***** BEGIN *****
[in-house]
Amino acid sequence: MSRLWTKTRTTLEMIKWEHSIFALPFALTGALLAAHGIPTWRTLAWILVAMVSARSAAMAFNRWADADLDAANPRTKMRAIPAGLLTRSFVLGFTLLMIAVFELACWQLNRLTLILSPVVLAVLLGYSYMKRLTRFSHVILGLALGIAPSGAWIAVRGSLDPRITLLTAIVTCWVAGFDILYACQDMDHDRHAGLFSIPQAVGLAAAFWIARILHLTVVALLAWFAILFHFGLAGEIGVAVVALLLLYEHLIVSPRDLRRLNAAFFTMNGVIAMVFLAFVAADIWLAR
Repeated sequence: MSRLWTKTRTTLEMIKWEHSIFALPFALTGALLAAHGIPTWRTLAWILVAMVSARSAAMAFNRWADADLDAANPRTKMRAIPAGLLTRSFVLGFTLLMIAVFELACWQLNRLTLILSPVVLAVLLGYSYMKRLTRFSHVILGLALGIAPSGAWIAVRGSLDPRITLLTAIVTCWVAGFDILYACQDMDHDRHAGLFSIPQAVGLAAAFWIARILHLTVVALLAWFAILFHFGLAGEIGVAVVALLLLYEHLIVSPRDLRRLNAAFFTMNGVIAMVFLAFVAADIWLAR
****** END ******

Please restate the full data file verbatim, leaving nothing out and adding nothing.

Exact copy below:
[in-house]
Amino acid sequence: MSRLWTKTRTTLEMIKWEHSIFALPFALTGALLAAHGIPTWRTLAWILVAMVSARSAAMAFNRWADADLDAANPRTKMRAIPAGLLTRSFVLGFTLLMIAVFELACWQLNRLTLILSPVVLAVLLGYSYMKRLTRFSHVILGLALGIAPSGAWIAVRGSLDPRITLLTAIVTCWVAGFDILYACQDMDHDRHAGLFSIPQAVGLAAAFWIARILHLTVVALLAWFAILFHFGLAGEIGVAVVALLLLYEHLIVSPRDLRRLNAAFFTMNGVIAMVFLAFVAADIWLAR
Repeated sequence: MSRLWTKTRTTLEMIKWEHSIFALPFALTGALLAAHGIPTWRTLAWILVAMVSARSAAMAFNRWADADLDAANPRTKMRAIPAGLLTRSFVLGFTLLMIAVFELACWQLNRLTLILSPVVLAVLLGYSYMKRLTRFSHVILGLALGIAPSGAWIAVRGSLDPRITLLTAIVTCWVAGFDILYACQDMDHDRHAGLFSIPQAVGLAAAFWIARILHLTVVALLAWFAILFHFGLAGEIGVAVVALLLLYEHLIVSPRDLRRLNAAFFTMNGVIAMVFLAFVAADIWLAR